I hate to be the Debbie Downer here, but even though some countries are open doesn’t mean you should be booking the first flight out. The CDC and the U.S. State Department still have travel advisories that warn against non-essential travel. You know what sucks more than wearing a mask during your staycation? Being on a ventilator.

As much as you’re eager to take new travel Instagrams, we are still amidst a pandemic, and there are still a lot of risks associated with travel. Air travel may increase your exposure to the virus due to difficulties with social distancing and being near people indoors for an extended period of time. If you do decide to fly, take the common-sense precautions we’ve been talking about for the last five months: wash your hands regularly, wear a mask, cover your face when you cough or sneeze, and stay six feet apart when possible.

Travelers should also consider the practical risks, like obtaining health insurance. Some travel health insurance becomes void when there is a government travel advisory, so be sure to always check to see that you will be covered in case you get sick or injured during a vacation. 

Many countries are not as lax as the U.S., with nations like Canada and New Zealand still keeping their borders completely closed to visitors even though they have drastically fewer cases and deaths than the U.S. The countries are also enforcing mandatory 14-day quarantine to anyone who enters the country. Additionally, countries like Australia have issued a complete ban on overseas travel, and any exemptions must be approved by the government. Given that the success of flattening the curve in these countries has far outweighed the efforts (or lack thereof) of American officials, it might be wise to take a page from their book.

Party In The USA, Because You Won’t Be Going Anywhere Else

Yes, 2020 has indeed been a horror show, with the U.S. as its main character. For now, let’s hope that next year gets a whole lot better and we can resume our partying in Mykonos in 2021. On the bright side, where other than America can we see a Karen go postal in a Trader Joe’s because her CoNsTiTuTiOnAL rIGhTs are being violated? Plus, there’s still an election that could go horribly wrong! Seriously, just so much to look forward to this year.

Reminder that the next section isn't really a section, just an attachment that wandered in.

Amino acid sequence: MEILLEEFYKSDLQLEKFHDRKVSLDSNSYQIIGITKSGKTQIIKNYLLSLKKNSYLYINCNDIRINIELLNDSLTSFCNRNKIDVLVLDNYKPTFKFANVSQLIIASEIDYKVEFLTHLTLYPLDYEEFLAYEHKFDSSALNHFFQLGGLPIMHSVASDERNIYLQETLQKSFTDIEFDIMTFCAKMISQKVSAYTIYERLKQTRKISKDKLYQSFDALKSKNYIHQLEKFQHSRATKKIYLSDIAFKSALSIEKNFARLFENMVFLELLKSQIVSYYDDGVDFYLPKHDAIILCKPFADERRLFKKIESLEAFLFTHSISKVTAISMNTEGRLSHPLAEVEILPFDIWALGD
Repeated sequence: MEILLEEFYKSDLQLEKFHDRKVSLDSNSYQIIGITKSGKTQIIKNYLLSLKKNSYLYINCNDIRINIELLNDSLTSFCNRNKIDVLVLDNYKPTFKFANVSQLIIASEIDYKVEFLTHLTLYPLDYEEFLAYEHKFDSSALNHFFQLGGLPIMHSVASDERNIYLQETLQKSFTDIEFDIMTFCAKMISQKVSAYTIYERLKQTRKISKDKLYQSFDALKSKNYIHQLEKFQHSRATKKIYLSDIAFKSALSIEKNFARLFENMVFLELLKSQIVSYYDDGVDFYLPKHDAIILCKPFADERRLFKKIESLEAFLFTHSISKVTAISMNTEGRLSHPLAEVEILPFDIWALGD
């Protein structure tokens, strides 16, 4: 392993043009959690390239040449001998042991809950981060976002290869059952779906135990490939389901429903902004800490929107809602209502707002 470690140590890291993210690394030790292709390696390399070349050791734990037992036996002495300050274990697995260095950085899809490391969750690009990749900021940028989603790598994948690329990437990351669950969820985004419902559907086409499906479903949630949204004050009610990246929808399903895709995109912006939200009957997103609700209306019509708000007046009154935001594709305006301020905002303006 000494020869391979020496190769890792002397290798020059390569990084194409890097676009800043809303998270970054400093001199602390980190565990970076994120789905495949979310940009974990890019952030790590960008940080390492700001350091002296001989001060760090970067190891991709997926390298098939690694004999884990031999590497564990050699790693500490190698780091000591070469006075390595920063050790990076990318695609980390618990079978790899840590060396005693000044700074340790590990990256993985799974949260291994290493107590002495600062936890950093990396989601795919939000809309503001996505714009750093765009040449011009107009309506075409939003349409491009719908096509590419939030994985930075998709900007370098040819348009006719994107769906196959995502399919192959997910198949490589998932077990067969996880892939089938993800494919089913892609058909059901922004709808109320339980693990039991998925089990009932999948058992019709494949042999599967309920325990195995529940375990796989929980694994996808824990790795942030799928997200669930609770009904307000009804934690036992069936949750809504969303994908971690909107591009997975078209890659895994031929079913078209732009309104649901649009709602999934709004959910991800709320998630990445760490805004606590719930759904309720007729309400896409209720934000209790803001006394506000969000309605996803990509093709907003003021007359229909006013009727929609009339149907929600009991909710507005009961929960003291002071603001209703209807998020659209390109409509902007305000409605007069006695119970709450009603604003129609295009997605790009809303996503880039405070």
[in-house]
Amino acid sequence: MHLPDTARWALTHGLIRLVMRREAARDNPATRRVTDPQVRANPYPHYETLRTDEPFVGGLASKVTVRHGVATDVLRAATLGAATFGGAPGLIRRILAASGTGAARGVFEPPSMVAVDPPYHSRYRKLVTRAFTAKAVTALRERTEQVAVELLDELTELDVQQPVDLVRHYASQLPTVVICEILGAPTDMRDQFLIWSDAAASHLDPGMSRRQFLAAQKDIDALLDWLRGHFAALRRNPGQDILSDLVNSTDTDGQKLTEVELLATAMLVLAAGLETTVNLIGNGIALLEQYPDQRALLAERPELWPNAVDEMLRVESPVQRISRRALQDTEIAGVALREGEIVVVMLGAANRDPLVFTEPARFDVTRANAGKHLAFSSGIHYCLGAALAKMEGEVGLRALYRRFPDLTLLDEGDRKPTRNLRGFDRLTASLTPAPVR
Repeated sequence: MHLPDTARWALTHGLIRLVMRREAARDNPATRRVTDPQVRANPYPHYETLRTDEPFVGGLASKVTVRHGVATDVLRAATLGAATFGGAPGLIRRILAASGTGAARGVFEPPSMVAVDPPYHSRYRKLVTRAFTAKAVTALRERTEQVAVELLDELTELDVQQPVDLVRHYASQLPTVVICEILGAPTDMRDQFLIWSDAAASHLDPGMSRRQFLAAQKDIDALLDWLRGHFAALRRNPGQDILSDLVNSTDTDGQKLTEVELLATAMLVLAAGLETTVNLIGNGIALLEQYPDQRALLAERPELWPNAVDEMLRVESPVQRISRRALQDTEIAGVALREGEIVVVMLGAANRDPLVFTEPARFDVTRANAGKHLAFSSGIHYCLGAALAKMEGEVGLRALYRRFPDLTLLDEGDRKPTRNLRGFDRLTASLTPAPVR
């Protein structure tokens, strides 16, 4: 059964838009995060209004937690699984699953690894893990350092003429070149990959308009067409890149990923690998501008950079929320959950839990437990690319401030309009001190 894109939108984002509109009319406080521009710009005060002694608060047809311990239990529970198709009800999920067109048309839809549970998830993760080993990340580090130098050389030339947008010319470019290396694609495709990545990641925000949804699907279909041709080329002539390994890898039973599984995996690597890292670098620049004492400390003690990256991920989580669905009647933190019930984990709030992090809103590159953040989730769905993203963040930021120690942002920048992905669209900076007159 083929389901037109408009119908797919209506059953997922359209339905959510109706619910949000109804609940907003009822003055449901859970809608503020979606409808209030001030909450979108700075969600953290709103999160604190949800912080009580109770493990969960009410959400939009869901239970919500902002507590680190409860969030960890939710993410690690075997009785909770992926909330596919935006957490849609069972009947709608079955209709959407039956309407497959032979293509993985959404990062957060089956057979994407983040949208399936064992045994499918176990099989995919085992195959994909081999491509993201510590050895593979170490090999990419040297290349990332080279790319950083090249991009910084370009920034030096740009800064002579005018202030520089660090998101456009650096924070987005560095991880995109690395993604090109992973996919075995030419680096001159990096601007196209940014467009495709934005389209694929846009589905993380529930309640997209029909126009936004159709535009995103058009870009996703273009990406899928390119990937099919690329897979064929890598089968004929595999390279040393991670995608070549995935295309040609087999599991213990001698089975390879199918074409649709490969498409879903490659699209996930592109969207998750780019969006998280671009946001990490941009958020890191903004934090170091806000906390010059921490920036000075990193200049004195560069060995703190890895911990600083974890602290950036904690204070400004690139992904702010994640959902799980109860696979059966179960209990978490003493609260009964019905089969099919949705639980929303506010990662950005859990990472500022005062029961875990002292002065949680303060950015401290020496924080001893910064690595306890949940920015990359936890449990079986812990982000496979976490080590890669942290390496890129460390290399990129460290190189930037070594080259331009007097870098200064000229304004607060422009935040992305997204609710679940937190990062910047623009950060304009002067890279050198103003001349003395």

Do everyone a favor and find a friend with a beach or lake house, and just stay the fuck home/in said vacation house and drink margaritas until Florida feels like Florence. Good luck.

Images: Anna Shvets / Pexels

What You Need To Know About Canceling Trips Because Of The Pandemic

Raise your hand if you’ve felt personally victimized by COVID-19. Now raise your hand if this pandemic caused you to miss out on a long-awaited vacation. (You can’t see them, but both my hands are raised right now.) If you’re like me, you might be wondering WTF our rights are when trips get canceled for any reason, whether it’s coronavirus related or not. Do we pull a Karen and ask for the manager? Should we accept that voucher credit or fight for a full refund? Allow The Points Guy CEO and founder, Brian Kelly, to fill you in on everything you need to know about canceled trips, especially during this pandemic. 

When Are You Entitled To A Refund Or A Credit?

Great news! Thanks to a recent update from the U.S. Department of Transportation, Kelly says, “airlines must refund passengers in the event flights are canceled, significant schedule changes are made, or government restrictions prevent flying due to the coronavirus outbreak.” This means that if they cancel your trip to or from anywhere in America, you’re entitled to get your money back. If you cancel first, you might only get a voucher for the face value of what you paid. So before you call JetBlue to bail on your trip to Aruba in June, he recommends waiting it out as long as you can (in hopes of scoring that $$$). 

If you do wind up getting a voucher, Kelly says it’s always worth asking for additional value. I can confirm that I’ve done this in the past and 100% will do it again because it works. So yes, we WOULD like to speak to a manager, TYVM. 

  What About Canceling Hotels & Airbnbs?

Right now, Kelly says, “most home sharing companies and hotels are being more flexible than normal, even allowing cancellations of no refund, pre-pay reservations.” So if you need to be the one to cancel your Airbnb lake house or Hilton suite next month, NBD. He claims the best way to get in touch with someone is by calling customer service or reaching out to the brand on Twitter.